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using pin striping tape I laid out the locations for the descriptions based on where the handle of the 3-position switch would be pointed at each position and made sure everything was straight, level, and aligned. I used a tiny brush and 1 SHOT sign paint in flat white and gently painted in the letters. As the paint sat there it tended to pull itself out of the letters and onto the vinyl so I kept adding layers as that would happen until the paint thickness was about the same as the vinyl itself. There were many tricks to making this work; for one, you have to apply a lot of pressure to the vinyl to resist the paint from creeping under it, 2 - you can't pull the vinyl off too early or the paint will run, and 3 - you can't pull the vinyl off too late or it will dry to the vinyl and get pulled off with the template. I used my fingernail and then a round drinking glass to roll and press the vinyl down hard against the panel. I gently pulled off the vinyl templates after letting the paint sit for 1 hour and then let it cure for over 24 hours. I started with the OFF letters and once those turned out to my liking i resumed work on the others.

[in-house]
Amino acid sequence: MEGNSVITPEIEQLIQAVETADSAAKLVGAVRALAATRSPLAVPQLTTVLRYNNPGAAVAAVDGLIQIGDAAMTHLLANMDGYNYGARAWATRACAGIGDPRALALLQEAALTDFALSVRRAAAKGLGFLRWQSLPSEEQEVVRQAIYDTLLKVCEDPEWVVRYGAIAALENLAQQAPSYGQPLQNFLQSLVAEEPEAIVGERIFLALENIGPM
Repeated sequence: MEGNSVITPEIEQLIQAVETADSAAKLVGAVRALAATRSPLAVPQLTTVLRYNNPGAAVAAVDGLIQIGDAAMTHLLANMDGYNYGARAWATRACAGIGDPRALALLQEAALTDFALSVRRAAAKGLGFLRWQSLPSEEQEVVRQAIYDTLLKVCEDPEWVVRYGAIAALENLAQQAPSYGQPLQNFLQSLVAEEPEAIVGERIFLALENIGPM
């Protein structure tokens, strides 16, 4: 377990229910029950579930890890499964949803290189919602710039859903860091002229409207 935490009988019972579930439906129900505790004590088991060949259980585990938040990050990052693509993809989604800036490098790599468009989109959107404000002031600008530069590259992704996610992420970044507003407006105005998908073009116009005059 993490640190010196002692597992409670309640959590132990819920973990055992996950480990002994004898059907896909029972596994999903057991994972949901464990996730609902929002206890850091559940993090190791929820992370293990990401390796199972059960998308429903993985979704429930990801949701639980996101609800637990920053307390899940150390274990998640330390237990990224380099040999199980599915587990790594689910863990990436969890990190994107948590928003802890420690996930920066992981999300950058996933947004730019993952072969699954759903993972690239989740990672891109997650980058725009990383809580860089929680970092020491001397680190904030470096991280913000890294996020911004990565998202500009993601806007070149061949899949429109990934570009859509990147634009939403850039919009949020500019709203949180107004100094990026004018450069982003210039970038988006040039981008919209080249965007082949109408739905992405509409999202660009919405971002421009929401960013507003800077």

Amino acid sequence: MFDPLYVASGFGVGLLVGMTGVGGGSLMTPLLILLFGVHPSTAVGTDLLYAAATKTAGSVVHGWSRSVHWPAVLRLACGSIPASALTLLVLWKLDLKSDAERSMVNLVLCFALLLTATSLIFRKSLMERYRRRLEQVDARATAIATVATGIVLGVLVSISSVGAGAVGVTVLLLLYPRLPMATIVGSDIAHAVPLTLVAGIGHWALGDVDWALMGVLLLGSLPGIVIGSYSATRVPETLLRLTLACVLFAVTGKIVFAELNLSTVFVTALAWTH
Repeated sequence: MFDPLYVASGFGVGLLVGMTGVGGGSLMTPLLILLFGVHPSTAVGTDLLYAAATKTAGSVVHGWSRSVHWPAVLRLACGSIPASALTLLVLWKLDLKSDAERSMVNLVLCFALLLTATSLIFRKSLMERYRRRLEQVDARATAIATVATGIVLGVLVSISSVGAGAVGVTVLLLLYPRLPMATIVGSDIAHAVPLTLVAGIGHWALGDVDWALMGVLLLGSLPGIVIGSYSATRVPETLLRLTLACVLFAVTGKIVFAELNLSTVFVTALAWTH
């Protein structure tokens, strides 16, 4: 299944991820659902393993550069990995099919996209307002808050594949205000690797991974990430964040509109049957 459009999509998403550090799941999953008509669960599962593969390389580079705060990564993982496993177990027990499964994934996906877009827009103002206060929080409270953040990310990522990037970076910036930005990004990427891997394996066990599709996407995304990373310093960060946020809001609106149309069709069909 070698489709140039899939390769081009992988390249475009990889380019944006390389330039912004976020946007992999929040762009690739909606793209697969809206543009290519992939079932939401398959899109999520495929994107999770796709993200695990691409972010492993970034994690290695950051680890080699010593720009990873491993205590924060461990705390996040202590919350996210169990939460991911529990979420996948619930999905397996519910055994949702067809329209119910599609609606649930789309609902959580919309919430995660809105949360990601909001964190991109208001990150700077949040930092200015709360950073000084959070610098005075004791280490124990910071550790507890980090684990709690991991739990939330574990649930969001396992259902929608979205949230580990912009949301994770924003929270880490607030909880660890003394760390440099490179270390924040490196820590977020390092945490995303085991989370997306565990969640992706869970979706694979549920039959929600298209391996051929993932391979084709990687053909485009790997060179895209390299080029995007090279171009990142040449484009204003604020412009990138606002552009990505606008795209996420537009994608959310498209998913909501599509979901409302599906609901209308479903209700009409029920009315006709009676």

I didn't have templates for the lines that point to the letters from the handle so I made my own with the exacto knife again and some of the same vinyl the letters were cut from. In the back of my mind I thought I should leave well enough alone and not push my luck trying to add the lines thinking I might wreck the letters in the process but to me it just wasn't finished so after ignoring my precautionary friends I came back 2 days later and painted on the lines. This was a bit trickier since the lines wrap around the metal and the paint wanted to run just a little. Luckily this sign paint is thick and heavy.

After all the paint cured the panel is now ready to get wired up before the installation begins. This was a bit of a roll of the dice since I have done artsy stuff since college really, but I absolutely love the way it turned out!

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US6x4

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The wiring for the courtesy lights is basic and pretty simple to put together. I used all military connectors and wire (14 ga.), but the bulb receptacles used 16 ga. connectors.